Harvard Study: Pork Crowds Out Private Activity
From a study by three Harvard Business School professors titled "Do Powerful Politicians Cause Corporate Downsizing?":
"We show that becoming a powerful Senate or House committee chair results in a significant increase in federal funds flowing to the ascending chairman’s state. Thus, a congressman’s ascension to a powerful committee chair creates a positive shock to his or her state’s share of federal funds that is virtually independent of the state’s economic conditions.
We focus specifically on the 232 instances over the last 42 years where the senator or representative of a particular state ascends to the chairmanship of a powerful congressional committee. During the year that follows the appointment, the state experiences an increase of 40-50 percent in their share of federal earmark spending, and a 9-10 percent increase in total state-level government transfers. The funding increase persists throughout the chair’s tenure and is gradually reversed upon his departure. Because these spending shocks are sufficiently numerous, are spread out across time and different locations, and are economically meaningful, they provide us with significant power to examine the impact of fiscal policy on the private sector."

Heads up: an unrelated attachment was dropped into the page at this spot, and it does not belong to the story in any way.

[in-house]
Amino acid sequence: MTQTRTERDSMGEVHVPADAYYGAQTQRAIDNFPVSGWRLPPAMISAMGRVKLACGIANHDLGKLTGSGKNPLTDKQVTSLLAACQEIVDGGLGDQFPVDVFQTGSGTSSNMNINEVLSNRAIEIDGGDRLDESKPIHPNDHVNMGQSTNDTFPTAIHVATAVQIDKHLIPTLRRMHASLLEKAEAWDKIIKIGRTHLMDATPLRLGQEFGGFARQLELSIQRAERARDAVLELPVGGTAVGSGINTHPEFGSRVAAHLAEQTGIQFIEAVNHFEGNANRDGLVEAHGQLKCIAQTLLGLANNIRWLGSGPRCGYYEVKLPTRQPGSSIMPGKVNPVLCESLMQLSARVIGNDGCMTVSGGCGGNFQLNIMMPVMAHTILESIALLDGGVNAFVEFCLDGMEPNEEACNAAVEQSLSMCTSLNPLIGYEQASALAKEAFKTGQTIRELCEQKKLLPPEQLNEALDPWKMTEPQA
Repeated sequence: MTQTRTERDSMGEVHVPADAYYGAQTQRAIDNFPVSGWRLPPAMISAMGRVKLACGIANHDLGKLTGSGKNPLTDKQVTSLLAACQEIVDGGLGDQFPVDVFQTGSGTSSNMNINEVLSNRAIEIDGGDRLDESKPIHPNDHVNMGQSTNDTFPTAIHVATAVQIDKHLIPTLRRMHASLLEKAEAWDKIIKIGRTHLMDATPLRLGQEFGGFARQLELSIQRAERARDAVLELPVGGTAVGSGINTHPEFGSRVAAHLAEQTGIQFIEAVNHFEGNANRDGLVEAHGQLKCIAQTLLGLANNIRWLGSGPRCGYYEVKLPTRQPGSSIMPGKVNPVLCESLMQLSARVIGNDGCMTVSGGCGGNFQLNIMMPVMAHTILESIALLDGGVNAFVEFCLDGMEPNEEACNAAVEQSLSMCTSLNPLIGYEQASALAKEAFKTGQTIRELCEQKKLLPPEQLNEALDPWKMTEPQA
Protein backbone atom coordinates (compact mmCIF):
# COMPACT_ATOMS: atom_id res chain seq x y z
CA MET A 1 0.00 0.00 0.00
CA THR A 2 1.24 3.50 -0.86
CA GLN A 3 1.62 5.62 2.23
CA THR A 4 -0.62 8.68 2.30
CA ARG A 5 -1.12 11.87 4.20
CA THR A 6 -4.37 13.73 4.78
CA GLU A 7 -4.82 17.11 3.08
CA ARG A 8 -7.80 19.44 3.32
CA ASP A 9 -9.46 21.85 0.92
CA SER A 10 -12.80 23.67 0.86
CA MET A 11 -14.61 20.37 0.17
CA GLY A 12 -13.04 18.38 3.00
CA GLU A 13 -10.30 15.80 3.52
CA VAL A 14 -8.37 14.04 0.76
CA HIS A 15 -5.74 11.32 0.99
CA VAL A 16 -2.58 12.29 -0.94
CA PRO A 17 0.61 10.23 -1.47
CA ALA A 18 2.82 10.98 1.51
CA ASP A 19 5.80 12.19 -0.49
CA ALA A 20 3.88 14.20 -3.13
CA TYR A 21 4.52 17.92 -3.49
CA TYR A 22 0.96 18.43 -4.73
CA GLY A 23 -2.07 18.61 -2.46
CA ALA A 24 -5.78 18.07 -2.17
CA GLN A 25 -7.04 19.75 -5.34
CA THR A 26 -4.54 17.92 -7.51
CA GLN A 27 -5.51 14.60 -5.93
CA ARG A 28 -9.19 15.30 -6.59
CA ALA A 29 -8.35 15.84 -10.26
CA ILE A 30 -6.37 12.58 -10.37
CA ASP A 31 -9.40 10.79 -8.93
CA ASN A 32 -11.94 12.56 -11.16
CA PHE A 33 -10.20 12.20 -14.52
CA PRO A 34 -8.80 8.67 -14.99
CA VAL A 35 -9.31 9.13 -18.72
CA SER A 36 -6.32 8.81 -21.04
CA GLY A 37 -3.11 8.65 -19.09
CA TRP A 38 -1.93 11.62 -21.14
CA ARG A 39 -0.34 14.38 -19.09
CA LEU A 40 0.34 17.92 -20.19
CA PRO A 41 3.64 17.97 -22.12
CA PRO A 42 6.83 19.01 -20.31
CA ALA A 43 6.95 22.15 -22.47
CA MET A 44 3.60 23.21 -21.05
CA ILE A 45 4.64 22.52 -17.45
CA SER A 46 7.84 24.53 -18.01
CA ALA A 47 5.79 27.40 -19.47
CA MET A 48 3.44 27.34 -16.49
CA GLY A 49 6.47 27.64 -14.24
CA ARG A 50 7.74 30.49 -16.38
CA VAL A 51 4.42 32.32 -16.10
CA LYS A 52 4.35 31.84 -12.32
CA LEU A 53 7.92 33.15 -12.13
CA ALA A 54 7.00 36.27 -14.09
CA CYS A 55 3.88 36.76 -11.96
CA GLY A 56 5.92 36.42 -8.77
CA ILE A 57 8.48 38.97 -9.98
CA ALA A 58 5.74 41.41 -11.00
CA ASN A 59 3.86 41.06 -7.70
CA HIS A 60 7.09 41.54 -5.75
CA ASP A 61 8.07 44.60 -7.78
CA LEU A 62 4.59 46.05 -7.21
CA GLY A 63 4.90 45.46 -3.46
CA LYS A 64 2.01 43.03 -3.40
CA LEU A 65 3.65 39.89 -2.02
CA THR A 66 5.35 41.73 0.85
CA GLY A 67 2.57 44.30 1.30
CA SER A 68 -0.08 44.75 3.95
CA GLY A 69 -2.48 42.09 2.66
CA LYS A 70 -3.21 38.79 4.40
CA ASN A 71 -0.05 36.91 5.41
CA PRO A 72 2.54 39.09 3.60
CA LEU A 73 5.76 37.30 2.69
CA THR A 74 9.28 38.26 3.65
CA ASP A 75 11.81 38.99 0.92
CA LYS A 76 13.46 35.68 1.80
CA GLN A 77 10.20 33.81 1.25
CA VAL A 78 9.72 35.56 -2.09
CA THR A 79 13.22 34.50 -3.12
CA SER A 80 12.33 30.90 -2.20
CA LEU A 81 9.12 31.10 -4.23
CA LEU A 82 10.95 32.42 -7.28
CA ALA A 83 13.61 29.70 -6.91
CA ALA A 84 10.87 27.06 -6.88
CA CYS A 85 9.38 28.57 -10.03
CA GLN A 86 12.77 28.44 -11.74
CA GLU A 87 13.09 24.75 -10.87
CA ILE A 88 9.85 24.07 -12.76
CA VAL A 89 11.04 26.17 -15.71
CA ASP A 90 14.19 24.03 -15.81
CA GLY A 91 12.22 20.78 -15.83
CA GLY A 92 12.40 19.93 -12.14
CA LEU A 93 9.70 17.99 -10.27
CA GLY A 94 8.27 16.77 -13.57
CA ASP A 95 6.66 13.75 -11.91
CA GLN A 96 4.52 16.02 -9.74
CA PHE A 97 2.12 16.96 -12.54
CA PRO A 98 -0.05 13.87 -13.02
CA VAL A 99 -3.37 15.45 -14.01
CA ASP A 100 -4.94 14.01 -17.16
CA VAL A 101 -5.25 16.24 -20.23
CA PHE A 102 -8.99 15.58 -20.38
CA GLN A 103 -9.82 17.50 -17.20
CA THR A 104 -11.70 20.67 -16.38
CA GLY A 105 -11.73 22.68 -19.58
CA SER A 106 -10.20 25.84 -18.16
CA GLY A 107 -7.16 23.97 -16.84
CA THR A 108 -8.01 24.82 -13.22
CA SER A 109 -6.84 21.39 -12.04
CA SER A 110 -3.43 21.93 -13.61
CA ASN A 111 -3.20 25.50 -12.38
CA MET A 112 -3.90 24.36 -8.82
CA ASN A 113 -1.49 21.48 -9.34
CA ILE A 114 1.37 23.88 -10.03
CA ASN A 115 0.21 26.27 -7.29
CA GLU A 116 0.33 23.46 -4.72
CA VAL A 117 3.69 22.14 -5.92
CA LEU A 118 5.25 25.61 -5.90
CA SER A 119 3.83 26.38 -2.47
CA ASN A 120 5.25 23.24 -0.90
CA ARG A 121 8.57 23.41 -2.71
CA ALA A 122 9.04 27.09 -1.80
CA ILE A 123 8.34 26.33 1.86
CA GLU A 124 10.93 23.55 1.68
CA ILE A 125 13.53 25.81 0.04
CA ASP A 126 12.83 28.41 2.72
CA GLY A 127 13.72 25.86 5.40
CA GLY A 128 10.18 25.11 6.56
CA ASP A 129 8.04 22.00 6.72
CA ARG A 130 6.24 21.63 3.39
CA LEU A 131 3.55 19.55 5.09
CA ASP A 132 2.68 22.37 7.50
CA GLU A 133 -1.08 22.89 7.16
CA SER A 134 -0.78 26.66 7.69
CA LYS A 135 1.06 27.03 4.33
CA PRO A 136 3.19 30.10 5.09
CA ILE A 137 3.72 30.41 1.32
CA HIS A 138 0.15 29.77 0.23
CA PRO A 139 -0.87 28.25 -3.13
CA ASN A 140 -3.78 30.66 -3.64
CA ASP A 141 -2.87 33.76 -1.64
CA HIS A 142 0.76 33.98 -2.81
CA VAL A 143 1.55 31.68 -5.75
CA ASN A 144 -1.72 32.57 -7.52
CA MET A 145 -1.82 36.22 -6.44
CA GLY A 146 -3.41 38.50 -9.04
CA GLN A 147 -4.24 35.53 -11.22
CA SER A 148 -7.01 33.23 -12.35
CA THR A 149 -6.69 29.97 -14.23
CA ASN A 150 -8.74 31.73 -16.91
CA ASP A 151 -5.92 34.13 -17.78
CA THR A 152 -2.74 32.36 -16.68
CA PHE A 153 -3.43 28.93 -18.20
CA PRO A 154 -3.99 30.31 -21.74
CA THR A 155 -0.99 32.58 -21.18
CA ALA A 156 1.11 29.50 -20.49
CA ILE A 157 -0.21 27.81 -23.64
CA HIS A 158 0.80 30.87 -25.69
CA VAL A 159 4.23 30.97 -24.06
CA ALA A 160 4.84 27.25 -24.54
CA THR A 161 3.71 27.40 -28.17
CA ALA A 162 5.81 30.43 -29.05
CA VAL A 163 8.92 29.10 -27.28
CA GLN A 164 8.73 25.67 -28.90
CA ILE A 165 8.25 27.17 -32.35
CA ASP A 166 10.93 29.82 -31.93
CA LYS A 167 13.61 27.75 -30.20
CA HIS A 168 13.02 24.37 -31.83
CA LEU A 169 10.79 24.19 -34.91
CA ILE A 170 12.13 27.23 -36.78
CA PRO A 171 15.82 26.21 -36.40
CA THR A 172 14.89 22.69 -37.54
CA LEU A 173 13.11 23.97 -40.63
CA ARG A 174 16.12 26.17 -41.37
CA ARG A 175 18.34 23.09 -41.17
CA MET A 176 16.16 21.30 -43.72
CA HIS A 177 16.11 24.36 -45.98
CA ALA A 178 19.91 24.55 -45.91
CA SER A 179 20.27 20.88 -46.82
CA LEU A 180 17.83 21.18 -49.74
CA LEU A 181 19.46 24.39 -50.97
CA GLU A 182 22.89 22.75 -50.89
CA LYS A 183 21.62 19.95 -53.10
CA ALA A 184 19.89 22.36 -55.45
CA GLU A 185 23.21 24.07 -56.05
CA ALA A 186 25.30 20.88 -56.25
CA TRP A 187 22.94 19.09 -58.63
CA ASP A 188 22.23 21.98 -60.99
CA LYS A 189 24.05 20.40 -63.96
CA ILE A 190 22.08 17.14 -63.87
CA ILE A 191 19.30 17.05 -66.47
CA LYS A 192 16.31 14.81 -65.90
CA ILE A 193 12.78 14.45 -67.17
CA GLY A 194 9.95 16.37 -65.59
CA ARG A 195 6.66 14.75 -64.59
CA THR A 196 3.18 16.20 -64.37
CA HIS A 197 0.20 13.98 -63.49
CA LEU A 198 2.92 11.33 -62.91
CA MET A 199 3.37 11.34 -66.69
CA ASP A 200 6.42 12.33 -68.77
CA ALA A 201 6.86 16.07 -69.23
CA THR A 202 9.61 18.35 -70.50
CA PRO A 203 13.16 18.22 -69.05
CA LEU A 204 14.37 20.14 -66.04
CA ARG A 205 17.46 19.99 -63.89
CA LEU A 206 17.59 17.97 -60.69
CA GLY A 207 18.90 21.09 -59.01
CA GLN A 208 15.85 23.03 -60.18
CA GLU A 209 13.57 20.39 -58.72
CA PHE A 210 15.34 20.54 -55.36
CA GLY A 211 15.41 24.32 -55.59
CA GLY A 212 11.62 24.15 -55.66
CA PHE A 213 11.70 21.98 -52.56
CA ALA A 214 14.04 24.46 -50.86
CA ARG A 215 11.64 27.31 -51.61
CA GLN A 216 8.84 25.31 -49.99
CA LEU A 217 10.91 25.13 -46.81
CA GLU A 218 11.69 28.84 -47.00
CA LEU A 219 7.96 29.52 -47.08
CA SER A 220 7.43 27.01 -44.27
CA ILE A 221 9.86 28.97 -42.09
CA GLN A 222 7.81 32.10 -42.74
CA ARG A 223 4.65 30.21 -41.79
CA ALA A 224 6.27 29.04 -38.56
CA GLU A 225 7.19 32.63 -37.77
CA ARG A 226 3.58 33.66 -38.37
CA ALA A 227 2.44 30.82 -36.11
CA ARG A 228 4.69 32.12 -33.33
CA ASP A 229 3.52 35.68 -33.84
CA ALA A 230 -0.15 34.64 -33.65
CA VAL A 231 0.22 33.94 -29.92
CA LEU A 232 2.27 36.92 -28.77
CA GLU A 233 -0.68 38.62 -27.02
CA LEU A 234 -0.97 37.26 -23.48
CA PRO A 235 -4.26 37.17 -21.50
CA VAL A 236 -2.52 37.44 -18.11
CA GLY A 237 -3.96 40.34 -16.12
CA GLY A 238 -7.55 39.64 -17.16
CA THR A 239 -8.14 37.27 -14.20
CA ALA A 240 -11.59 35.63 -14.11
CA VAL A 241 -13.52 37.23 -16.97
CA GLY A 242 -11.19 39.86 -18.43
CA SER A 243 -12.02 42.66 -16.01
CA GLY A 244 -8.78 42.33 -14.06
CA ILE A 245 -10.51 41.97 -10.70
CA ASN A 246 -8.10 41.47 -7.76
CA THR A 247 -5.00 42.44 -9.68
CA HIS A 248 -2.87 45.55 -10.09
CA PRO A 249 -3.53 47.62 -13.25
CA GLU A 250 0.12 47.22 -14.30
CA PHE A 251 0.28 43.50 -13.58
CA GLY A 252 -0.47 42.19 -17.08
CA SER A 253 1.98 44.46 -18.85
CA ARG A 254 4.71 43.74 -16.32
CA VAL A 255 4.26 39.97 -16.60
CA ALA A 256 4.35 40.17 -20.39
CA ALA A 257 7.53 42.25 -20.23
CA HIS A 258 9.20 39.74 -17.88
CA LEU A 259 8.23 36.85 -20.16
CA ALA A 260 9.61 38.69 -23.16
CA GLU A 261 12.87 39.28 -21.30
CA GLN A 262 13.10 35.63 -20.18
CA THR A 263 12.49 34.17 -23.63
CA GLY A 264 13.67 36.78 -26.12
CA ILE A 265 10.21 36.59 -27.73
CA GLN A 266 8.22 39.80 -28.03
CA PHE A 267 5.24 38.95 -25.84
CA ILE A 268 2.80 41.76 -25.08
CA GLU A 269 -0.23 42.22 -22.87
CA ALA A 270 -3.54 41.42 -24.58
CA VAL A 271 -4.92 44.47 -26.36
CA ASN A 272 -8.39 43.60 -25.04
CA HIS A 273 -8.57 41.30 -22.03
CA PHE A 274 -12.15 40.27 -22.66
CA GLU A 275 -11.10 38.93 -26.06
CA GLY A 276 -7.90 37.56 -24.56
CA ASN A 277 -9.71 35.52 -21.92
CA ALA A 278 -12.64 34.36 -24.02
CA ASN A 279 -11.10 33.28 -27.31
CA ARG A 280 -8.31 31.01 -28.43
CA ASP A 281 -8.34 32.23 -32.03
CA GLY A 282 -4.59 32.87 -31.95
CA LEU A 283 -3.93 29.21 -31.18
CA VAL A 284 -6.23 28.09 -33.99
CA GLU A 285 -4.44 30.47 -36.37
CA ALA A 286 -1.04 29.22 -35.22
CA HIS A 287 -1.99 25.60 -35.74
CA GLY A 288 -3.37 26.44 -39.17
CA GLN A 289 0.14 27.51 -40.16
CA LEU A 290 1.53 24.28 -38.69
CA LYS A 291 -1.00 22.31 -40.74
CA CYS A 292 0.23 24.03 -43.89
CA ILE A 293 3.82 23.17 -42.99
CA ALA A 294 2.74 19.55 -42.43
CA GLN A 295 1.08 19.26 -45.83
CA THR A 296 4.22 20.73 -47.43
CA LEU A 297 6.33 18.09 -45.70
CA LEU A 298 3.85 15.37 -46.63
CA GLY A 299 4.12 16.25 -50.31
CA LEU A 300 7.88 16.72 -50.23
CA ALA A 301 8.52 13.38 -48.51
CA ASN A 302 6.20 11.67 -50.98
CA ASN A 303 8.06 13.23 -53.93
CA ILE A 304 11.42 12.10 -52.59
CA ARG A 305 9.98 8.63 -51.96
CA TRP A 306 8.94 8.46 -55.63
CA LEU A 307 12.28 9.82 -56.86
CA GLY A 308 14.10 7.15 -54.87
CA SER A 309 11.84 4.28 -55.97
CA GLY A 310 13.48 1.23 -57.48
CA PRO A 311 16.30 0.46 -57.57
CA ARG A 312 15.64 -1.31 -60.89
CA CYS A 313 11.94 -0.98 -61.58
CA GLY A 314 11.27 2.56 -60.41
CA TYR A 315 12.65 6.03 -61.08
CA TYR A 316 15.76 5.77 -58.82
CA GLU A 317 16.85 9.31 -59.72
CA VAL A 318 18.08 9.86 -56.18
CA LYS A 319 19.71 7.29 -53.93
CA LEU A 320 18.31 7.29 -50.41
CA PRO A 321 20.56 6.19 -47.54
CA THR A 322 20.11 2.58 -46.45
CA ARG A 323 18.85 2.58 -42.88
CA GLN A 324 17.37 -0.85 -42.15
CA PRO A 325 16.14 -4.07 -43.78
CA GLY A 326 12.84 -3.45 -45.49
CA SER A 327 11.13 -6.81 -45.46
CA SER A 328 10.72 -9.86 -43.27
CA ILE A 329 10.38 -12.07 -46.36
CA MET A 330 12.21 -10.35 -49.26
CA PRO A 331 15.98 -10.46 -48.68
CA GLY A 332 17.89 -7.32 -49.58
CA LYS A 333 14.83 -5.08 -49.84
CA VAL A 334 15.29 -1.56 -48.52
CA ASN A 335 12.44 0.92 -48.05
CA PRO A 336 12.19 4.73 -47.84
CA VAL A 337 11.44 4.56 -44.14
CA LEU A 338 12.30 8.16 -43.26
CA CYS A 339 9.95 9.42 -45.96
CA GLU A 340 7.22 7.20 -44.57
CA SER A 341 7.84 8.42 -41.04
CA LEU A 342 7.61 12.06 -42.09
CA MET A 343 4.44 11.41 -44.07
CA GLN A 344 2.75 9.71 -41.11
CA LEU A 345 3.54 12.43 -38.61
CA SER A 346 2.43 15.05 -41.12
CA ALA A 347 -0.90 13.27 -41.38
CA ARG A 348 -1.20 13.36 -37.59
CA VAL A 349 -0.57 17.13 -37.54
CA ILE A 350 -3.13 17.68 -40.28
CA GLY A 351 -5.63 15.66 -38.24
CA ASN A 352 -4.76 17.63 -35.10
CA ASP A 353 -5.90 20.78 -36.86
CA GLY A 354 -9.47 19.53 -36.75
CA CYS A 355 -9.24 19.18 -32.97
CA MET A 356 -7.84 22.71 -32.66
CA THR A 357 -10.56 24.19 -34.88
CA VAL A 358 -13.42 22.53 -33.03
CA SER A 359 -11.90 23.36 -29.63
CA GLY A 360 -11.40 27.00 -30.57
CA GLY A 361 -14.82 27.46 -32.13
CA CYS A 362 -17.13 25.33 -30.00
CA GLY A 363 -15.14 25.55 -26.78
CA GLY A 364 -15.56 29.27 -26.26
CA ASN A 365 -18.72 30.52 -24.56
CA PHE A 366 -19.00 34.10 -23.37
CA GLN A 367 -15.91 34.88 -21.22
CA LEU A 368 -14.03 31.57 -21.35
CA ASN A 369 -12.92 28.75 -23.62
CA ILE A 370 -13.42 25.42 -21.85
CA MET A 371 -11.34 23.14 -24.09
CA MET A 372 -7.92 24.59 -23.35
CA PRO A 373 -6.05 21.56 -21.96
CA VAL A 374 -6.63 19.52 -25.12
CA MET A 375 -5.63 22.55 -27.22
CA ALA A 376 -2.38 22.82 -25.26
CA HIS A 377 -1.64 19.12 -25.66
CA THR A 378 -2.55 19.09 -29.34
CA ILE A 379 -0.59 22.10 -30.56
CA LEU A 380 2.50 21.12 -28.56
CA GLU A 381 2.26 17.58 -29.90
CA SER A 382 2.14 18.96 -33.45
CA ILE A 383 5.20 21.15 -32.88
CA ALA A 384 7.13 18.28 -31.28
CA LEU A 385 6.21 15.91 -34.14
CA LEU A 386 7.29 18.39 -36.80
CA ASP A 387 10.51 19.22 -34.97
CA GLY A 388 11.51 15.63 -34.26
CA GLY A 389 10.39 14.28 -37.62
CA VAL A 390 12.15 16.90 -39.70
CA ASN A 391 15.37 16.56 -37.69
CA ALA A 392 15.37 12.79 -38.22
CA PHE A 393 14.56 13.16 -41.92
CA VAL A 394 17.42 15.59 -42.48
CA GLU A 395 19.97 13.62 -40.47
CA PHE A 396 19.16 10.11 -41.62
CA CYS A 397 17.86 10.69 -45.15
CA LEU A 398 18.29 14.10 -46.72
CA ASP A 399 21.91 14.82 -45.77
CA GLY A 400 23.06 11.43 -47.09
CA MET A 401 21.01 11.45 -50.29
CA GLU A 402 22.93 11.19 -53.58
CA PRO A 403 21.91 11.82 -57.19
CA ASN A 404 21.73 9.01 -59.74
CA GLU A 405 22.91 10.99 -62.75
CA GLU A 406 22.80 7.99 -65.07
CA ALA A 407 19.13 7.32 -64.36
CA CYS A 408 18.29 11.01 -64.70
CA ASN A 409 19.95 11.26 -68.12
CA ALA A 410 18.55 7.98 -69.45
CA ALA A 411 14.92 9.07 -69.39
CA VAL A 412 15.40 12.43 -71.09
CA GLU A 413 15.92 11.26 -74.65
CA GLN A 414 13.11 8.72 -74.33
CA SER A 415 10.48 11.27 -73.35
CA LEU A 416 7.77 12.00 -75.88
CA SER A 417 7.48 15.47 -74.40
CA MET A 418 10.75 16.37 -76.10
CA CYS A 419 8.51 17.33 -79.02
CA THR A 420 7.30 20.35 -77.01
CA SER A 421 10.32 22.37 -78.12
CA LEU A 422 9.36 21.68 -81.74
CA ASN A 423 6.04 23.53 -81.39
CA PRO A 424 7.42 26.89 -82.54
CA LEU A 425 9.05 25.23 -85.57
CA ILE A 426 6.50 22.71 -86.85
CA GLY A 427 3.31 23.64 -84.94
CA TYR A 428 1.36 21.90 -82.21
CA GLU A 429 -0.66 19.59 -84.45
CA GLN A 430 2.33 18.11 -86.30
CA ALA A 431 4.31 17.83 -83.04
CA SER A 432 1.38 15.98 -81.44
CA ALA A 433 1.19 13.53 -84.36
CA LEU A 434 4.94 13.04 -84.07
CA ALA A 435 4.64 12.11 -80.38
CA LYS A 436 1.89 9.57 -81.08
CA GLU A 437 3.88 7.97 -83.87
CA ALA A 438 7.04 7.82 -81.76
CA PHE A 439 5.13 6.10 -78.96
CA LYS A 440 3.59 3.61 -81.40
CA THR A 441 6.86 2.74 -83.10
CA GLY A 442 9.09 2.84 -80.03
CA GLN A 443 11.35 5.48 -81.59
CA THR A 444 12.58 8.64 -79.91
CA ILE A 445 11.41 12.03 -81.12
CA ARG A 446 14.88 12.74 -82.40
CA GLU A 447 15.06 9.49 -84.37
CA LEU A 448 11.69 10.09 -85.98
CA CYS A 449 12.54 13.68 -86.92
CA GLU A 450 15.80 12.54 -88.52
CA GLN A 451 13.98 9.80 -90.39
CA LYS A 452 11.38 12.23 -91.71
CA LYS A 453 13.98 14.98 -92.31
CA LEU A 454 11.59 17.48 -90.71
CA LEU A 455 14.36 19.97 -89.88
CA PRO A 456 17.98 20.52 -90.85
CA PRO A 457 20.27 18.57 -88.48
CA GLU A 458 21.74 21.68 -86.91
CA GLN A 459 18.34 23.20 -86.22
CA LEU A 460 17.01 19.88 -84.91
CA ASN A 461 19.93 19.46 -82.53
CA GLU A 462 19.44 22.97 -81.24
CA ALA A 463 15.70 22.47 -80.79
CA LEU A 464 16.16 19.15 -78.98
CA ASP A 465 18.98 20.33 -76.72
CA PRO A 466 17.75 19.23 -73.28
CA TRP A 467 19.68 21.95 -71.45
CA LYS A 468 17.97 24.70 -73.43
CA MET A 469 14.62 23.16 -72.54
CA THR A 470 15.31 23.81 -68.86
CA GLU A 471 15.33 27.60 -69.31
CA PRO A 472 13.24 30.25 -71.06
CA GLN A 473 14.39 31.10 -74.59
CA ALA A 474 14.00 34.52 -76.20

MP: Wouldn't you think that those increases in federal earmark spending and state-level government transfers would have overwhelmingly positive effects on state economies? Not necessarily, which is why the answer to the question in the paper's title is YES.
"We find that fiscal spending shocks appear to significantly dampen corporate sector investment activity. Specifically, we find statistically and economically significant evidence that firms respond to government spending shocks by: i) reducing investments in new capital, ii) reducing investments in R&D, and iii) paying out more to shareholders in the face of this reduced investment opportunity set. Further, we find that when the spending shocks reverse (through a relinquishing of chairmanship), most all of these behaviors reverse. Finally, we also find some evidence that firms scale back their employment, and experience a decline in sales growth. Our findings demonstrate that new considerations may limit the stimulative capabilities of government spending."